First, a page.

Place:Bishopstone (near Salisbury), Wiltshire, England

NameBishopstone (near Salisbury)
Alt namesBishopston (near Salisbury)source: alternate spelling
Crouchestonsource: hamlet in parish
The Pittssource: hamlet in parish
Faulstonsource: hamlet in parish
Flamstonsource: hamlet in parish
Nettonsource: hamlet in parish
Throopesource: hamlet in parish
TypeParish (ancient), Civil parish
Coordinates51.031°N 1.903°W
Located inWiltshire, England
See alsoDownton Hundred, Wiltshire, Englandhundred in which it was located
Wilton Rural, Wiltshire, Englandrural district, 1894 - 1934
Salisbury and Wilton Rural, Wiltshire, Englandrural district 1934-1974
Salisbury District, Wiltshire, Englanddistrict municipality 1974-2009
Wiltshire District, Wiltshire, Englandunitary authority since 2009
source: Family History Library Catalog
NOTE:This is Bishopstone near Salisbury in Wiltshire. There is another Bishopstone in the north of the county, near Shrivenham and Swindon.

the text in this section is based on an article in Wikipedia

Bishopstone (near Salisbury) is a village and civil parish in Wiltshire, England. It lies in the Ebble valley, about 5.5 miles (9 km) southwest of Salisbury. The parish is on the county boundary with Hampshire and includes the small village of Croucheston and the hamlet of The Pitts.

It is not known when Bishopstone was first inhabited or what it was called but fragmentary records from Saxon times indicate that the whole Chalke Valley area was thriving. It is surmised that the village was originally known as "Eblesborne", but by 1166 it had been acquired by the See of Winchester and was known as "Bissopeston".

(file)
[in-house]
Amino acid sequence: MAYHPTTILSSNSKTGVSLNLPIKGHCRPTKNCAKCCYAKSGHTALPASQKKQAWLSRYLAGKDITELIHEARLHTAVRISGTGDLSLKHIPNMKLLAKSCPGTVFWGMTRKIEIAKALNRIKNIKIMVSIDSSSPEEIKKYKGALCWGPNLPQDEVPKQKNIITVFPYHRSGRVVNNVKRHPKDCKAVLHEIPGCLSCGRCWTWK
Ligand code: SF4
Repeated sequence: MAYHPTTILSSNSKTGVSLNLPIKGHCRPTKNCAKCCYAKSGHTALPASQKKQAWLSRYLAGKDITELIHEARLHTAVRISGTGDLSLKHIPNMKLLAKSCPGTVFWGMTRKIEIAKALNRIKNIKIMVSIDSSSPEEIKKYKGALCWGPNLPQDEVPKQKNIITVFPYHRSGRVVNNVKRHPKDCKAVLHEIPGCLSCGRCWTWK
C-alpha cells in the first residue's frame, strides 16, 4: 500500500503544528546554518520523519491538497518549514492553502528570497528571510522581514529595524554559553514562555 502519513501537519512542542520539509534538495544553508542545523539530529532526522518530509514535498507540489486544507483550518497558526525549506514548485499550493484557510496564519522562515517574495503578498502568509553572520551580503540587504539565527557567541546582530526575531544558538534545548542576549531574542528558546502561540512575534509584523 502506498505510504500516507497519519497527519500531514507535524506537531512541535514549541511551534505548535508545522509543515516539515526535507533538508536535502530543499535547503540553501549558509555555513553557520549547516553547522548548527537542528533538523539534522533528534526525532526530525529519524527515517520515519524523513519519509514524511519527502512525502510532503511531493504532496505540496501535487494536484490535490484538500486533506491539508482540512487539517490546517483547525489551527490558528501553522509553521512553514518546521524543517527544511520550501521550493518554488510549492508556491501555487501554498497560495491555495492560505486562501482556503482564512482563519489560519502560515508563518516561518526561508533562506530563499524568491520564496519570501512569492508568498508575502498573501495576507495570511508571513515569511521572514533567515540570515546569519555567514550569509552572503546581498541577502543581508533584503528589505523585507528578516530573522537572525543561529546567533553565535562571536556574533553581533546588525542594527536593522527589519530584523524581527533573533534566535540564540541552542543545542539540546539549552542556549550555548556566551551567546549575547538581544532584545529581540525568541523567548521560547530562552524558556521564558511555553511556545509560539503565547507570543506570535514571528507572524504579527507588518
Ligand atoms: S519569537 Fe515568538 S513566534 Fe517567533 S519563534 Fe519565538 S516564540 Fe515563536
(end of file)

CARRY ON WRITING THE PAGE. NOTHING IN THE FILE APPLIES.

The Domesday Book in 1086 divided the Chalke Valley into eight manors: Chelke (or Chalke - the parishes of Broad Chalke and Bower Chalke), Eblesborne (Ebbesborne Wake), Fifehide (Fifield Bavant), Cumbe (Coombe Bissett), Humitone (Homington), Odestoche (Odstock), Stradford (Stratford St. Anthony and Bishopstone) and Trow (in the vicinity of Alvediston and Tollard Royal).

The parish contains six ancient villages, possibly since Saxon times. To the north of the river these were Bishopstone, Netton and Flamston; to the south, Throope, Faulston and Croucheston. Names of former settlements survive in Netton Farmhouse (1637), Throope Manor (18th century), and Faulston House (17th century). The roadside settlement known as The Pitts developed in the 19th century.

The parish church of St John the Baptist is Grade I listed. Evidence survives of a 12th-century building, which was rebuilt as a cruciform church in the 13th century. The tower and two-storey porch were added in the 15th century and restoration was carried out in the 19th. There are several monuments outside. By the south transept, a small stone cloister of two vaulted bays shelters a decorated tomb chest, perhaps that of the founder of the church. In the north transept is another richly decorated tomb recess, with stone coffin-lids, and in the south transept a mid-19th-century Gothic monument to a former rector by A. W. Pugin. At one time, above this was a window designed by Pugin and executed by William Wailes; this has since been replaced by clear glass.

A Primitive Methodist chapel was opened in 1833 at Croucheston and continued in use until 1978.

Research Tips

This page uses content from the English Wikipedia. The original content was at Bishopstone, Salisbury. The list of authors can be seen in the page history. As with WeRelate, the content of Wikipedia is available under the Creative Commons Attribution/Share-Alike License.